July 28, 2013

Sedgeford Historical Archeological Research Project 2013 (Lynn News)

Lynn News article link 

The sketch is a conjectural reconstruction by Dr John Jolley (pictured, digging in the Lynn News article) of the industrial-scale oven (unearthed remnant pictured) that served Saxon Sedgeford.

The Sedgeford Historical Archaeological Research Project (SHARP) has just packed up its tents and marquees at the end of its eighteenth season. It has come a long way from that chance meeting off the Amalfi coast in 1996 between founder-director Dr Neil Faulkner, then conducting a tour of Roman archaeological sites, and renowned anthropologist Sedgeford Estate owner Bernard Campbell, whose ploughs frequently unearthed bones. Dr Faulkner’s 18th Annual Open Day talk ‘Who were the Anglo-Saxons?’ dismissed the view, established by the Venerable Bede in the 8th century and still learned by many of us at school twelve centuries later - that waves of axe-bearing Angles, Saxons and Jutes ‘invaded’ post-Roman Britain and established a barbarian bridgehead from which eventually all southern Britain became Angle-land.
On the contrary, these early ‘Saxons’ were a relatively democratic band of comrades-in-arms often actually joined by local Britons looking for leadership and protection in the ‘dark’ times after Roman withdrawal. It was no picnic crossing the North Sea in a small boat to start again on a north-facing coastal hill above the River Heacham. These vigorous egalitarian immigrants gave hope and leadership to a society that had fallen apart and where much of the toil had been done by slaves.

The modern-day village of Sedgeford, built on a gentle south-facing hill, has 600 inhabitants and lies within an area of outstanding natural beauty. In Saxon times, Sedgeford by contrast lay south of the river. SHARP’s original focus was a riverside graveyard mysteriously abandoned in Norman times but preserved in old mother’s threats to naughty children ‘you’ll be sent to the boneyard with the dead folk.’ This ‘Boneyard’ yielded Saxon burial and cremation – and a Viking woman buried with a horse – and a Late Saxon murder scene: a large healthy male with fatal wounds still etched into the skeleton by a Viking marauder, now an exhibit, as well as a crouch-burial dating from the Bronze Age.
Current excavations are of the ‘living space’ atop the hill. Though north-facing, this Sedgeford was sheltered from the prevailing wind and in the days of wattle and daub walls and thatched roofs –pole marks of these in the wattle are still visible – shelter may have weighed with locals as much as Conservation Area status does today. The find of the season is an industrial-scale oven (pictured) - with a Mid-Saxon handprint preserved in the hardened clay - set outside the village because of the fire-danger sparks and flames posed to thatched roofs. The rich Saxon soil it rests in puts ours to shame.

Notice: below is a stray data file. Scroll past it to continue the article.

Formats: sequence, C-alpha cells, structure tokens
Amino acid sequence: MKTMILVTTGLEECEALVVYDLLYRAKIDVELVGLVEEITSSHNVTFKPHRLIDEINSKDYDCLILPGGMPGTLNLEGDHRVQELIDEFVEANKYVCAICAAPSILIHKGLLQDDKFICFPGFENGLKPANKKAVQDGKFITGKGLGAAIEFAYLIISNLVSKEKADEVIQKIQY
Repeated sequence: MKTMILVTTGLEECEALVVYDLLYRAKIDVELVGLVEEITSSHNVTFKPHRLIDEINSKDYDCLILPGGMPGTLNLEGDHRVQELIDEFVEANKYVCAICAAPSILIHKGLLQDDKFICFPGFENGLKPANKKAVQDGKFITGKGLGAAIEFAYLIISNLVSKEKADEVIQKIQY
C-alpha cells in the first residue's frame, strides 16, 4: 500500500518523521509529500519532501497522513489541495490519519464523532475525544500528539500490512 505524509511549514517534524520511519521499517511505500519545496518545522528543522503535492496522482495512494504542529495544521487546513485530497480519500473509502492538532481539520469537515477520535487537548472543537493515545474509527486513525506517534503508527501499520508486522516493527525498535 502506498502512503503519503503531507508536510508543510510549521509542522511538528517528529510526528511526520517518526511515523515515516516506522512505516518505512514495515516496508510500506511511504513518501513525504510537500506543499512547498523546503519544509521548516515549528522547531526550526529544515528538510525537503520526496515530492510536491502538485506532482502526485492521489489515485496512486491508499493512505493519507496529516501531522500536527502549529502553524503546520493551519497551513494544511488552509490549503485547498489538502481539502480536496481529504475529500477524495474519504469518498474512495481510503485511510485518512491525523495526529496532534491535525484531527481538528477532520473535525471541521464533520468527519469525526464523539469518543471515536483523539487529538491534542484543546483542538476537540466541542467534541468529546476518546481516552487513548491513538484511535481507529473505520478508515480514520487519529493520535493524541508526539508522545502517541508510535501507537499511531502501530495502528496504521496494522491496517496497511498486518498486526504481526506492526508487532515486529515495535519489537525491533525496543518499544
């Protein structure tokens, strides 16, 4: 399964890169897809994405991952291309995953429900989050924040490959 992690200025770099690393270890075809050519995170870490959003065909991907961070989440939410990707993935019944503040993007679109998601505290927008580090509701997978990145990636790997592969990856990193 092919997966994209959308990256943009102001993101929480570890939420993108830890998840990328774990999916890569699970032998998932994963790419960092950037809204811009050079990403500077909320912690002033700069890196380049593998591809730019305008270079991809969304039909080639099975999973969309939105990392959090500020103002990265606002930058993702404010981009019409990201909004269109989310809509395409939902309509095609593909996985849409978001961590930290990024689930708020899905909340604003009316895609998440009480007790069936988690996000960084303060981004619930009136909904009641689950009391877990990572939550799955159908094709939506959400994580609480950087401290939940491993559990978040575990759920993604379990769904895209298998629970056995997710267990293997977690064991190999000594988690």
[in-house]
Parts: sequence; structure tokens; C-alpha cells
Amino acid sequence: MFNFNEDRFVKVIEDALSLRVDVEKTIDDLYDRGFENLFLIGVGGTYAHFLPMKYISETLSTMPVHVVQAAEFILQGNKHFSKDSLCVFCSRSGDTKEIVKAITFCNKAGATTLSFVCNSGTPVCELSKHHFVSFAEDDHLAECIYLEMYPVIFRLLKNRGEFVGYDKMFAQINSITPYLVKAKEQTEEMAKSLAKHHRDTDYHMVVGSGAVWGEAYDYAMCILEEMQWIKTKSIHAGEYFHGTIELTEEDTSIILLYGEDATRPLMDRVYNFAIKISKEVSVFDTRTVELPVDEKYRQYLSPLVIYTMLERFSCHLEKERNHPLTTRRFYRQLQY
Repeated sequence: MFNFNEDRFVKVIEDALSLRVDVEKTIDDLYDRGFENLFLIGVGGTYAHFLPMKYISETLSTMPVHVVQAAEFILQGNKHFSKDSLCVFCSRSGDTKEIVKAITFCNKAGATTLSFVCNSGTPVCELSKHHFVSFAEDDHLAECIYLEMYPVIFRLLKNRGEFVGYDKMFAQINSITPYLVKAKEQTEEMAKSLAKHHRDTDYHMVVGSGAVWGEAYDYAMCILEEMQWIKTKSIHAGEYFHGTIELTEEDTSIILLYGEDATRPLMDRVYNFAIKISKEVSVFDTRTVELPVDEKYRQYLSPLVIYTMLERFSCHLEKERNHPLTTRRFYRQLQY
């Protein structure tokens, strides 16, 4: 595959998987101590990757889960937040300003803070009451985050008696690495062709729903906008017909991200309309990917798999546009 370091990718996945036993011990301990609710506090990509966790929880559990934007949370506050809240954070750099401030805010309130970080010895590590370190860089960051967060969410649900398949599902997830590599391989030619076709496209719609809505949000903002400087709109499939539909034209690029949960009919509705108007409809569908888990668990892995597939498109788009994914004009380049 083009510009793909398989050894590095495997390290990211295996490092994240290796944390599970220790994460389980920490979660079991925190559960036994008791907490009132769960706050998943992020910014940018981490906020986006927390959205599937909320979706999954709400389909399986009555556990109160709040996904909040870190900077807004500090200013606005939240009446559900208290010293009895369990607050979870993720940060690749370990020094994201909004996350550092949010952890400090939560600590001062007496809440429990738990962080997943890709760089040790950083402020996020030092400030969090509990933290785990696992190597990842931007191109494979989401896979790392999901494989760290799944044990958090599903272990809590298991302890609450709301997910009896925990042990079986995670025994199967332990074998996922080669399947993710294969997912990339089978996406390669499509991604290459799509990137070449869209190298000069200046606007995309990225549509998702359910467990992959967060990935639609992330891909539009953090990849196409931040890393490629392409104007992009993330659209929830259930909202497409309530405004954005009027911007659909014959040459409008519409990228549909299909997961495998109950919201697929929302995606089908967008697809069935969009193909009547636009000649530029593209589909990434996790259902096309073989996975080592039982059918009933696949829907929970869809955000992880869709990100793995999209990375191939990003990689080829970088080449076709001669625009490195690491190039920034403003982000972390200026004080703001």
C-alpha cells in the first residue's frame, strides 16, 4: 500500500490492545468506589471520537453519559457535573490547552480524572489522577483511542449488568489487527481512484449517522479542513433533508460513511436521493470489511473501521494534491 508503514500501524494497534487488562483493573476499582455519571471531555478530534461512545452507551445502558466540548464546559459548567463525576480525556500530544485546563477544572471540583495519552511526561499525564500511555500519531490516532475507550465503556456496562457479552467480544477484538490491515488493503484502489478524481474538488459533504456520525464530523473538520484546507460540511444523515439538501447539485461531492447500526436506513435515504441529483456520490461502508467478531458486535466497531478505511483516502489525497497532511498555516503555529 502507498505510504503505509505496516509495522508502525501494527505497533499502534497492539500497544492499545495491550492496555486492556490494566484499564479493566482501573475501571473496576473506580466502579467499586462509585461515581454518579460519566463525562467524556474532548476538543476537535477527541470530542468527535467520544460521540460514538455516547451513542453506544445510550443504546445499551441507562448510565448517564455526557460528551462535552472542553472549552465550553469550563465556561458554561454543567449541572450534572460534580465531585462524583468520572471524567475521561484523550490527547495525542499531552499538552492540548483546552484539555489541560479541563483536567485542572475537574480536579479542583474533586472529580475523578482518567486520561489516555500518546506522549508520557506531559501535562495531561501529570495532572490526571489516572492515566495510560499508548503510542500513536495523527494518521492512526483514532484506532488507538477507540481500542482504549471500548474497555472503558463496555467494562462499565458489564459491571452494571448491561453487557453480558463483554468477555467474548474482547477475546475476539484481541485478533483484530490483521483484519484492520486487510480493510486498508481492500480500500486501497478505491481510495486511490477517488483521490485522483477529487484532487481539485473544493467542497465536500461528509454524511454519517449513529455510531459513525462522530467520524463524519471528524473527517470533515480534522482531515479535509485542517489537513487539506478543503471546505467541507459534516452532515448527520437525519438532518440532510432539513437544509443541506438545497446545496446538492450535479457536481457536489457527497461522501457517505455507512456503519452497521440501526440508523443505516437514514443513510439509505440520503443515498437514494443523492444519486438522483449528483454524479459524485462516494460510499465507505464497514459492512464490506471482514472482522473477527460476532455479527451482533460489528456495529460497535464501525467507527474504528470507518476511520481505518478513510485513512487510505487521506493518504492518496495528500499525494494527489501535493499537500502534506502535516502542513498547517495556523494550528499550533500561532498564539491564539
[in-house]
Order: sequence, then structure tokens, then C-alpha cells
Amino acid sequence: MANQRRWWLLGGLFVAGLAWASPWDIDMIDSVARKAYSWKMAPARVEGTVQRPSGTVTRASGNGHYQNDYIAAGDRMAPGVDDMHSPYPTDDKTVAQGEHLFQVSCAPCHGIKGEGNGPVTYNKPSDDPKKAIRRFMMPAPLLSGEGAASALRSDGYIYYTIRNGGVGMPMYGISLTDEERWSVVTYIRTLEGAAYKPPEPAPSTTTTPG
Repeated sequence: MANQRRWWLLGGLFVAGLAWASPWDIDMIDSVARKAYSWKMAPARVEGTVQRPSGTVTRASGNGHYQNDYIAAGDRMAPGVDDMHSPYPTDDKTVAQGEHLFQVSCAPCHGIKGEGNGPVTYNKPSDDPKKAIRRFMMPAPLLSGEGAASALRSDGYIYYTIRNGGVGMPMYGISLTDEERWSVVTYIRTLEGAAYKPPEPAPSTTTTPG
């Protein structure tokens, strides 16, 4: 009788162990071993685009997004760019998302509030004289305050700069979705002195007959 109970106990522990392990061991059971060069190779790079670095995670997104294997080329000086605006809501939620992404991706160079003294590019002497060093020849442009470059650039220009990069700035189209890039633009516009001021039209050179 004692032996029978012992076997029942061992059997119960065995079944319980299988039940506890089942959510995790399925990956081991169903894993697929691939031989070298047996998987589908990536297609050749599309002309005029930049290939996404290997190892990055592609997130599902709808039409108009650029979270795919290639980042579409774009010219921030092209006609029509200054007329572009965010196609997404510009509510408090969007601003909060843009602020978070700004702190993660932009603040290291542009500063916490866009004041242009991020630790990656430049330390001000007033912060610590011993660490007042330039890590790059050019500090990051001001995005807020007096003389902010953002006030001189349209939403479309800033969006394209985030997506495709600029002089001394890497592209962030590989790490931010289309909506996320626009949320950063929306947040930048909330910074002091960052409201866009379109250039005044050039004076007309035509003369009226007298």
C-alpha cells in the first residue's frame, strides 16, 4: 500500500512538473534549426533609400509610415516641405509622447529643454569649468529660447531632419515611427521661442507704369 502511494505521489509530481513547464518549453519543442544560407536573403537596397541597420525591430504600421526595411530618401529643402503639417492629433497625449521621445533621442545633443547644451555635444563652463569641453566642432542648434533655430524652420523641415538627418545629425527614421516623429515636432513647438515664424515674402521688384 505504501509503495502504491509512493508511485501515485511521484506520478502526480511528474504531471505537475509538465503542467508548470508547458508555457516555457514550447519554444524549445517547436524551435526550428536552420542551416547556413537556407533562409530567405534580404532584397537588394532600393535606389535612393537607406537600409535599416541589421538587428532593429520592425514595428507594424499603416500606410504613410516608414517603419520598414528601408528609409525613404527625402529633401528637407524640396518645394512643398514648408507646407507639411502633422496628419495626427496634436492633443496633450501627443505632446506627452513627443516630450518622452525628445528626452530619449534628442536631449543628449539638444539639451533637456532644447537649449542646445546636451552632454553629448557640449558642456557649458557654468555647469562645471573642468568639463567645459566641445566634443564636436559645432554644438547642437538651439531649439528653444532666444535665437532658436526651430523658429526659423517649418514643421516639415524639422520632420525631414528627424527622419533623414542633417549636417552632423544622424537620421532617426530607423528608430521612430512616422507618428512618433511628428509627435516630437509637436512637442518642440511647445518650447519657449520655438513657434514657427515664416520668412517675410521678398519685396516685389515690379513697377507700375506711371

Diggers-for-a-day are so enthused by Debra Riches’ inductions they stay for week and come back annually, sifting through the shells of oysters eaten by our six foot plus forebears boated upriver to market as far as the Saxon harbour at Fring. If only the bread Saxon Sedgeford ate hadn’t contained so much grit, which wore out their teeth and plagued them with abscesses and septicaemia, we might envy their health and lifestyle .
Diggers range from archaeology scholars and students to enthusiastic amateurs of all ages and are a lively mixture of Norfolk (one man cycles in from King’s Lynn) national and international. Two locals whose future has been found in the Sedgeford trenches are Max Ogden from Snettisham, enthused by the dig aged 12, later graduate in Archaeology at Nottingham University, and Milly Foster of Sherbourne, a 16 year old SHARP digger just graduated in Archaeology at Reading. Postgraduate Alice Wolff from California explained the huge distance travelled as due to the international prestige of the site and the fact that East Anglia has so much more history than America under its quiet fields.
The past digging of 49 test pits in the gardens of Sedgeford villages themselves produced unexpected finds and included the community. Loss of revenue due to crop disturbance on the Sedgeford Estate is made good in a proportional donation made by SHARP to the church.

Once inducted, all diggers – like their namesakes in the English Civil War - have an equal say in how the project is run and over its finds. Dr Faulkner’s forthcoming book ‘Digging, Sedgeford; a people’s archaeology’ will be author-credited to ‘The SHARP team.’ If the school history many of us studied was found in Bede and a Sutton Hoo barrow in 1938 (not a great time for embracing our German heritage) , the future of school history may well come out of a trench in Sedgeford.
Director of SHARP since 2007 Mr Gary Rossin summed up, “The project’s founding objective was to research and explore human settlement and land usage within the parish of Sedgeford. The main focus of its eighteen years has been the Mid-Late Saxon period. There are important pieces of the jigsaw yet unfound, not to mention the picture on the box! In 2014, we’ll be revisiting glimpses of a Roman farmstead, a mediaeval manor, moving backwards and forwards from our continuing Saxon focus. And, on the centenary of World War 1, we will also revisit our research at the nearby aerodrome

For further information see www.sharp.co.uk (which includes a regularly updated webblog)

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